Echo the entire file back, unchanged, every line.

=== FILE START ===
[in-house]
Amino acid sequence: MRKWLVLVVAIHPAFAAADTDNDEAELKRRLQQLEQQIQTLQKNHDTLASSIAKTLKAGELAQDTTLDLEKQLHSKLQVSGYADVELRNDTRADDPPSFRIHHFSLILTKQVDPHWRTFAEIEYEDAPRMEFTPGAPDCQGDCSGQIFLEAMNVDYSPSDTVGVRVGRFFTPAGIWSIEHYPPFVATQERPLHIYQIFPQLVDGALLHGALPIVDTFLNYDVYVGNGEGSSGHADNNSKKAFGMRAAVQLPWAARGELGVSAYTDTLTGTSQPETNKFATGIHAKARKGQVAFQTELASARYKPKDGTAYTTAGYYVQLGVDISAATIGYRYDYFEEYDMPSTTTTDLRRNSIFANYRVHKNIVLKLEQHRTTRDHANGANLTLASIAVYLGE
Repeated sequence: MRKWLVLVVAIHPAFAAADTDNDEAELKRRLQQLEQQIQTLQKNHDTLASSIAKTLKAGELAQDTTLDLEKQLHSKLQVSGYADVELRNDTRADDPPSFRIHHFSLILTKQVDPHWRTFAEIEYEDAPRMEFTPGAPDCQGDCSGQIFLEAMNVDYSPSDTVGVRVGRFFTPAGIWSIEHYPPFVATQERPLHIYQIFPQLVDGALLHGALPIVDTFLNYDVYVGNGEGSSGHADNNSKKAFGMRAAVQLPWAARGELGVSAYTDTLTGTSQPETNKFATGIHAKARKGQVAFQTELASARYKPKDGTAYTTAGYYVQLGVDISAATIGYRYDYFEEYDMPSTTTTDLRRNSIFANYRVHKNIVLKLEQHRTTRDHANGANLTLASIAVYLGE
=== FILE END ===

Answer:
[in-house]
Amino acid sequence: MRKWLVLVVAIHPAFAAADTDNDEAELKRRLQQLEQQIQTLQKNHDTLASSIAKTLKAGELAQDTTLDLEKQLHSKLQVSGYADVELRNDTRADDPPSFRIHHFSLILTKQVDPHWRTFAEIEYEDAPRMEFTPGAPDCQGDCSGQIFLEAMNVDYSPSDTVGVRVGRFFTPAGIWSIEHYPPFVATQERPLHIYQIFPQLVDGALLHGALPIVDTFLNYDVYVGNGEGSSGHADNNSKKAFGMRAAVQLPWAARGELGVSAYTDTLTGTSQPETNKFATGIHAKARKGQVAFQTELASARYKPKDGTAYTTAGYYVQLGVDISAATIGYRYDYFEEYDMPSTTTTDLRRNSIFANYRVHKNIVLKLEQHRTTRDHANGANLTLASIAVYLGE
Repeated sequence: MRKWLVLVVAIHPAFAAADTDNDEAELKRRLQQLEQQIQTLQKNHDTLASSIAKTLKAGELAQDTTLDLEKQLHSKLQVSGYADVELRNDTRADDPPSFRIHHFSLILTKQVDPHWRTFAEIEYEDAPRMEFTPGAPDCQGDCSGQIFLEAMNVDYSPSDTVGVRVGRFFTPAGIWSIEHYPPFVATQERPLHIYQIFPQLVDGALLHGALPIVDTFLNYDVYVGNGEGSSGHADNNSKKAFGMRAAVQLPWAARGELGVSAYTDTLTGTSQPETNKFATGIHAKARKGQVAFQTELASARYKPKDGTAYTTAGYYVQLGVDISAATIGYRYDYFEEYDMPSTTTTDLRRNSIFANYRVHKNIVLKLEQHRTTRDHANGANLTLASIAVYLGE